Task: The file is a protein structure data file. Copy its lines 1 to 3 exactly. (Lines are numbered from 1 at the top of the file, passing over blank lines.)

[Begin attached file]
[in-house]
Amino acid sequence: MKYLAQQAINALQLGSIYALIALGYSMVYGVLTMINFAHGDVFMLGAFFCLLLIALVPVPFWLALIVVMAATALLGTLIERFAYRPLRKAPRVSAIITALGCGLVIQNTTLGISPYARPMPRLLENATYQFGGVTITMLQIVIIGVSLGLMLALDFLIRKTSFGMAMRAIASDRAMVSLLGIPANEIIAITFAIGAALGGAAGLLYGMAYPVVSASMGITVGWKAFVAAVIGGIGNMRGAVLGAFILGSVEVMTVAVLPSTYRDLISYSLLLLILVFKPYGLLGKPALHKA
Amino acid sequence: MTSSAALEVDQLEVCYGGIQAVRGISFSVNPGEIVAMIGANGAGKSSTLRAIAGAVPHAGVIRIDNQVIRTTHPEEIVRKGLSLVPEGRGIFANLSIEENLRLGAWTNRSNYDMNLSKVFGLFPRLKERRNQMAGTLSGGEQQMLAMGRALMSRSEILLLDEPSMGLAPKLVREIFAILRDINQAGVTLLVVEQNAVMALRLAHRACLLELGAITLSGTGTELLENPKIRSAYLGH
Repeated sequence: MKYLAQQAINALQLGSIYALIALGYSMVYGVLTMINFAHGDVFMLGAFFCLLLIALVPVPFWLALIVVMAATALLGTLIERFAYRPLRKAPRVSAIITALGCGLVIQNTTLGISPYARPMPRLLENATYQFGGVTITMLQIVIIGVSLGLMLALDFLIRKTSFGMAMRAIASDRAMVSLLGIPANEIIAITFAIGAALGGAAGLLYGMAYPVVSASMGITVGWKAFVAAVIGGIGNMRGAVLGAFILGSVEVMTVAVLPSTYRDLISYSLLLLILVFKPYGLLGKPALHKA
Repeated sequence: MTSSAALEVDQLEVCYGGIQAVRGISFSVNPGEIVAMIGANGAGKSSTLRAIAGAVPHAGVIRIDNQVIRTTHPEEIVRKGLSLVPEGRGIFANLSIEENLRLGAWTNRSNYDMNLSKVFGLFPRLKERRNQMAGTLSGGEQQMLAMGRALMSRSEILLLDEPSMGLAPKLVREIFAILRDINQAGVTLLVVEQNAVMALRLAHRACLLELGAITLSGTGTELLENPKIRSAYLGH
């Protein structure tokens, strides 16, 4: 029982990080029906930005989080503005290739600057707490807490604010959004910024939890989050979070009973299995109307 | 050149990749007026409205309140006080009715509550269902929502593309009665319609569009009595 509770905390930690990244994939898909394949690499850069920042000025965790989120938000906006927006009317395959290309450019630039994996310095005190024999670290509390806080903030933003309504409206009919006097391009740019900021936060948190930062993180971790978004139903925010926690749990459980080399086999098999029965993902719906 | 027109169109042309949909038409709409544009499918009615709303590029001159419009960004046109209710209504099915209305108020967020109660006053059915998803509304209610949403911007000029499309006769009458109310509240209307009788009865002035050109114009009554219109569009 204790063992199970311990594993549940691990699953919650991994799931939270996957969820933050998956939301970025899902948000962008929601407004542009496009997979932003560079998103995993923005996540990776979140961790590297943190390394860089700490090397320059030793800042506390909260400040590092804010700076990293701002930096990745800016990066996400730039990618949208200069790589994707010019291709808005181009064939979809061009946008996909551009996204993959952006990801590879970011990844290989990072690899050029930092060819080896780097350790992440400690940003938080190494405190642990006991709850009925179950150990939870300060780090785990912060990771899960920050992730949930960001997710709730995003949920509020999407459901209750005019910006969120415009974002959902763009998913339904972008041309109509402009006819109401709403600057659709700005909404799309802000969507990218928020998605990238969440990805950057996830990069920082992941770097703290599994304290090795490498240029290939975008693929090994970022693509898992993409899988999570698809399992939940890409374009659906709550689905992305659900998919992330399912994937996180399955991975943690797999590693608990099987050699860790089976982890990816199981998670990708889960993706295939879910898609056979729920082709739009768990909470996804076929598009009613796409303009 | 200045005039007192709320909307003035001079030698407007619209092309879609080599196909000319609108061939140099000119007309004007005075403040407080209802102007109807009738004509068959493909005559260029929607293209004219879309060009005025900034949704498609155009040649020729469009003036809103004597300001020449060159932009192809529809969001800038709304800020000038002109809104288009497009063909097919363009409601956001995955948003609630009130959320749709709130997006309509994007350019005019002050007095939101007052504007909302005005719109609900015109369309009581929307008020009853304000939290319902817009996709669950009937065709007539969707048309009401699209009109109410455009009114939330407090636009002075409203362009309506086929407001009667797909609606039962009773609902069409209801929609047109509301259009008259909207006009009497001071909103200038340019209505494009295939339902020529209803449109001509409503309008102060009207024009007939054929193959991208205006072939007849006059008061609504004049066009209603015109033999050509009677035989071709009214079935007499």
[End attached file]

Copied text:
[in-house]
Amino acid sequence: MKYLAQQAINALQLGSIYALIALGYSMVYGVLTMINFAHGDVFMLGAFFCLLLIALVPVPFWLALIVVMAATALLGTLIERFAYRPLRKAPRVSAIITALGCGLVIQNTTLGISPYARPMPRLLENATYQFGGVTITMLQIVIIGVSLGLMLALDFLIRKTSFGMAMRAIASDRAMVSLLGIPANEIIAITFAIGAALGGAAGLLYGMAYPVVSASMGITVGWKAFVAAVIGGIGNMRGAVLGAFILGSVEVMTVAVLPSTYRDLISYSLLLLILVFKPYGLLGKPALHKA
Amino acid sequence: MTSSAALEVDQLEVCYGGIQAVRGISFSVNPGEIVAMIGANGAGKSSTLRAIAGAVPHAGVIRIDNQVIRTTHPEEIVRKGLSLVPEGRGIFANLSIEENLRLGAWTNRSNYDMNLSKVFGLFPRLKERRNQMAGTLSGGEQQMLAMGRALMSRSEILLLDEPSMGLAPKLVREIFAILRDINQAGVTLLVVEQNAVMALRLAHRACLLELGAITLSGTGTELLENPKIRSAYLGH